Woman on the Run Blu-ray Review

Highly recommended film noir 4 Stars

Woman on the Run is a tense and sometimes thrilling film noir which has been rescued from public domain purgatory by the Film Noir Foundation and the UCLA Film & Television Archive. It is now available on Blu-ray from Flicker Alley in a set which includes an outstanding array of extras and a DVD.

Woman on the Run (1950)
Released: 29 Nov 1950
Runtime: 77 min
Director: Norman Foster
Genre: Crime, Drama, Film-Noir
Cast: Ann Sheridan, Dennis O'Keefe, Robert Keith, John Qualen
Writer(s): Alan Campbell (screenplay), Norman Foster (screenplay), Sylvia Tate (original story)
Plot: Frank Johnson flees police after becoming an eyewitness to murder. He is pursued around scenic San Francisco by his wife, a reporter, the police, and... the real murderer.
IMDB rating: 7.4
MetaScore: N/A

Disc Information
Studio: Universal
Distributed By: Flicker Alley
Video Resolution: 1080P/AVC
Aspect Ratio: 1.37:1
Audio: English PCM 1.0 (Mono)
Subtitles: English SDH
Rating: Not Rated
Run Time: 1 Hr. 17 Min.
Package Includes: DVD, Other
Case Type: Standard Blu-ray Case with Two Overlaid Discs
Disc Type: BD50 (dual layer)
Region: ABC
Release Date: 05/10/2016
MSRP: $39.95

The Production: 4/5

No wonder the world is full of bachelors. – Inspector Ferris

Frank Johnson (Ross Elliott) is taking his dog for a walk on a dark night in San Francisco. They climb the stone steps above a street and when they reach a landing Johnson pauses to light his pipe. A car on the street above them comes to a screeching stop. Johnson glances up at the car but takes no particular notice of it. Two men are inside the car, and one is complaining that both the police and a gangster named Smiley Freeman are gunning for him. It seems that the driver, a man nicknamed “Danny Boy,” took $20,000 from Freeman to kill a man, and his passenger knows it. He tells “Danny Boy” that if he is given $15,000 he will take it on the lam and the police will never know who did the killing.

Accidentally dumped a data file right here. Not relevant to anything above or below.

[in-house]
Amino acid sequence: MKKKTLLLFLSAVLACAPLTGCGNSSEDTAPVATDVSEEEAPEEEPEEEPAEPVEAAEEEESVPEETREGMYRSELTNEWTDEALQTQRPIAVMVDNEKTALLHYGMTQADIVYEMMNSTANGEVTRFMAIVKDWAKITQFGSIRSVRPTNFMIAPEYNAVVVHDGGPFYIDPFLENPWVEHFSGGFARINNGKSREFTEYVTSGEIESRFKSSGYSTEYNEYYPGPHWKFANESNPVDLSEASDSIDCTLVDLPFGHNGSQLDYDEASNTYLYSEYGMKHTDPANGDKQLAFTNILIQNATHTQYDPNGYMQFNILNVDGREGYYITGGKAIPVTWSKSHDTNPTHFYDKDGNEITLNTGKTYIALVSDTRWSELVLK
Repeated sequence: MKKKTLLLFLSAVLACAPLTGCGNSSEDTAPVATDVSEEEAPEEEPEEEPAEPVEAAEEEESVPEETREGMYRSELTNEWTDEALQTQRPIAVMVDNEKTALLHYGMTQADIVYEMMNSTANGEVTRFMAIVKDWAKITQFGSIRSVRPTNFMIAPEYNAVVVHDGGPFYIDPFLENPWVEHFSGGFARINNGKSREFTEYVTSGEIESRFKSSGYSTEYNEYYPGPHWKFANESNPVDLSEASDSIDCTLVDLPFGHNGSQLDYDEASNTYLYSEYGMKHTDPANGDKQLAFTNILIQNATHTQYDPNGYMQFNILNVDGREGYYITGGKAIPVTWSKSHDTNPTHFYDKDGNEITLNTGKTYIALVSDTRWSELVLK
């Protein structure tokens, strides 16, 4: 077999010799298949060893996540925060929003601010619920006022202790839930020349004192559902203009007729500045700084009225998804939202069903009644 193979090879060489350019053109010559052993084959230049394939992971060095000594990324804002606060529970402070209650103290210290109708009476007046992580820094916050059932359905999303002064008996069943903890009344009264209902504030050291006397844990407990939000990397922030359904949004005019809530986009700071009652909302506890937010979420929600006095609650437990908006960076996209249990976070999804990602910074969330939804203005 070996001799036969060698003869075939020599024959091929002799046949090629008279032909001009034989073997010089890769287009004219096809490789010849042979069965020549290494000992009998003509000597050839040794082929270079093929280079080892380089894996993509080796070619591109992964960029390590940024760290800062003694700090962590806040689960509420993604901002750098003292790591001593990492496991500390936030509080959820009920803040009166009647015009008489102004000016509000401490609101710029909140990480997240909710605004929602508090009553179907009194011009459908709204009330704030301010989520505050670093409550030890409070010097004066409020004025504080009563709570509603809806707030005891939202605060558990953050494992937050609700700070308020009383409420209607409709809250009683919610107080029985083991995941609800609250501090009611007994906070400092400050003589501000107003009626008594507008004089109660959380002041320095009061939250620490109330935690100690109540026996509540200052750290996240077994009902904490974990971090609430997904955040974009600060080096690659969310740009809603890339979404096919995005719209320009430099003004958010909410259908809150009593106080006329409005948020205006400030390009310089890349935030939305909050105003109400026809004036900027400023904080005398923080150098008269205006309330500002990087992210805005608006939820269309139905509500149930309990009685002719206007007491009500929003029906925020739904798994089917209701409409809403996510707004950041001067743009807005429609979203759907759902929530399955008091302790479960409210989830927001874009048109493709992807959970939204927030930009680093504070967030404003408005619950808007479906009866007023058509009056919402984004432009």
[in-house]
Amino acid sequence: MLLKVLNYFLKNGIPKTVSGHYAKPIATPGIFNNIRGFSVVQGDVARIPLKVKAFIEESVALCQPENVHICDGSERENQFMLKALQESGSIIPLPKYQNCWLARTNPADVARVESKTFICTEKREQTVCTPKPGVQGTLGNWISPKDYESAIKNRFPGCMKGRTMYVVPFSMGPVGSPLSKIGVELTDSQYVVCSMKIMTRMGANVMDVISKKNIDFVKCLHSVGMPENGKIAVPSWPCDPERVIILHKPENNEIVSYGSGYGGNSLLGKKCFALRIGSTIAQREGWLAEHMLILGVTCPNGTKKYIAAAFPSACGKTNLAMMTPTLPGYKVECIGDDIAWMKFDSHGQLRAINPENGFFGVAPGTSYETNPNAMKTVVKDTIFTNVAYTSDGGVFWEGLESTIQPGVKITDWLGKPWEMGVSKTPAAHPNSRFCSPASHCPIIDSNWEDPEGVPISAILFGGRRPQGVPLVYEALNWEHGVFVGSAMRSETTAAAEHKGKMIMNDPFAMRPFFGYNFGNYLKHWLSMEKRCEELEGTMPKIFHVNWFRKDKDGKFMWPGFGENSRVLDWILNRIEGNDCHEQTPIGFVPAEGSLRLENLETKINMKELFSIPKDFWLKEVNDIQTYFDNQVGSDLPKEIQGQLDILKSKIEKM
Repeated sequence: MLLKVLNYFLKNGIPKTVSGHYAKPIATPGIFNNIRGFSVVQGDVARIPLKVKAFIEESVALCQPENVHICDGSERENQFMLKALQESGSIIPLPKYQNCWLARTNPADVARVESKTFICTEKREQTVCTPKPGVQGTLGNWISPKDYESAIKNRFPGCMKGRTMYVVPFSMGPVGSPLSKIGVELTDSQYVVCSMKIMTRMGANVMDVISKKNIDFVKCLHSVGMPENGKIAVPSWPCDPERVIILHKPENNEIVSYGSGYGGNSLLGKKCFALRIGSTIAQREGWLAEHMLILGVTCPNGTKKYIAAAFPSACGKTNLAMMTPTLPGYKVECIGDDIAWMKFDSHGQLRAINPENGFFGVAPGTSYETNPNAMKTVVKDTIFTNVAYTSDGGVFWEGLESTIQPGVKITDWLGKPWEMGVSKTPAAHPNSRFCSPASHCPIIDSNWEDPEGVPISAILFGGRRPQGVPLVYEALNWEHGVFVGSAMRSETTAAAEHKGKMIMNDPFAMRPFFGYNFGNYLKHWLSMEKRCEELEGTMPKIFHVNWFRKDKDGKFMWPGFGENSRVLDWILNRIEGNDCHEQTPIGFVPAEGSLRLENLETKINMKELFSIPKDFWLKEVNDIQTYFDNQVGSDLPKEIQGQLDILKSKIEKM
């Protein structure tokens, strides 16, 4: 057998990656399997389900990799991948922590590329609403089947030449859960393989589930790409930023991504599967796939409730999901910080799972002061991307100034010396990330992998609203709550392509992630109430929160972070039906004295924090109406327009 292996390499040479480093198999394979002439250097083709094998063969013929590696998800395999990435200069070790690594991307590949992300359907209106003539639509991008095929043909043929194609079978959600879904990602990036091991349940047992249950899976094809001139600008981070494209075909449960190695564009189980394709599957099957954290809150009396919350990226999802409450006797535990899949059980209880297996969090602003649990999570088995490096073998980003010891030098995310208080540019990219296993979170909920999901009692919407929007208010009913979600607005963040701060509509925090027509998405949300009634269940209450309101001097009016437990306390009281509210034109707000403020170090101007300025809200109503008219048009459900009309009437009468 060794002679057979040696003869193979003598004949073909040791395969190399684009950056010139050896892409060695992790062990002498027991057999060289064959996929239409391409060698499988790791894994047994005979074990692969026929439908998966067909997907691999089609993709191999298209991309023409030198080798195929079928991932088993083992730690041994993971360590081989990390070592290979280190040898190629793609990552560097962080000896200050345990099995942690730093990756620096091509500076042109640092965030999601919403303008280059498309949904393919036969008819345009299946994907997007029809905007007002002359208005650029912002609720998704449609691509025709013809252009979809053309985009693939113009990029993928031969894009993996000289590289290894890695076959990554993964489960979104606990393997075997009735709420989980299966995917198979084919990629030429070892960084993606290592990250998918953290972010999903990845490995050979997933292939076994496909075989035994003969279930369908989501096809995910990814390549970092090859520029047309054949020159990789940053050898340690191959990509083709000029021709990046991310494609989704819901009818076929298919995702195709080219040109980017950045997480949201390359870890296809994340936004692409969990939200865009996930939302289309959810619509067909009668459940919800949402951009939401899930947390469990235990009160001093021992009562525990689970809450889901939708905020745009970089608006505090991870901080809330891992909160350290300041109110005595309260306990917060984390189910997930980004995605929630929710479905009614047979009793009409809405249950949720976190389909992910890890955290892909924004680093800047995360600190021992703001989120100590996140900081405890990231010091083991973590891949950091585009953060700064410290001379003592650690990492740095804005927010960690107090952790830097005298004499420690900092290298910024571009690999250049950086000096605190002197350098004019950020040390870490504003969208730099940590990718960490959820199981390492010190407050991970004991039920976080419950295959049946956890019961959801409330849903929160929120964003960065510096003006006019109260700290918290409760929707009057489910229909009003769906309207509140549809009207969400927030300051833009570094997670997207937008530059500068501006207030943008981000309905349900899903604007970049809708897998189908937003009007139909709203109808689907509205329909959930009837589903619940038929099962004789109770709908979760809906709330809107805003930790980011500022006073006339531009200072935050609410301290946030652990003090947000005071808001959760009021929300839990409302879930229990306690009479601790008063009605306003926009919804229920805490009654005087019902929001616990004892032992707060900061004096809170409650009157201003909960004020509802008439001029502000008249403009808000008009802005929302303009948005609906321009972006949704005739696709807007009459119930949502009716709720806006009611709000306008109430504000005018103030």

“Danny Boy” says not a word. He responds to this attempt at blackmail by pulling out a gun and shooting his passenger twice, killing him with the second shot. Johnson’s dog starts to bark, and “Danny Boy” steps out of his car long enough for Johnson to get a good look at him. The killer fires two shots at Johnson, but both man and dog scramble behind the stone steps and they are unharmed. “Danny Boy” gets back into his car and drives away. Johnson then scrambles up the hill and confirms that the passenger is dead.

The police are summoned, and Johnson remains at the scene to tell them what he saw. Inspector Ferris (Robert Keith) informs him that the dead man is Joe Gordon, a witness who was supposed to testify against Smiley Freeman. He wants to have Johnson identify the killer and be taken into protective custody as a witness. Johnson, who initially is cooperative, does not like that idea at all. When the police are distracted he scrambles down the hill, leaving his dog behind.

The police then go to visit Johnson’s wife, Eleanor (Ann Sheridan), who surprises them with her nonchalant attitude about her missing husband. It becomes clear that she and Frank have a strained relationship and their marriage is all but on the rocks. She is certain that Frank no longer loves her, and if he wants to run away that is his business. However, while the police are there Frank calls on the telephone, but Eleanor warns him to hang up before there is time to trace the call. The police then decide to keep an eye on her apartment building in case Frank comes to see her or she tries to go out to meet him.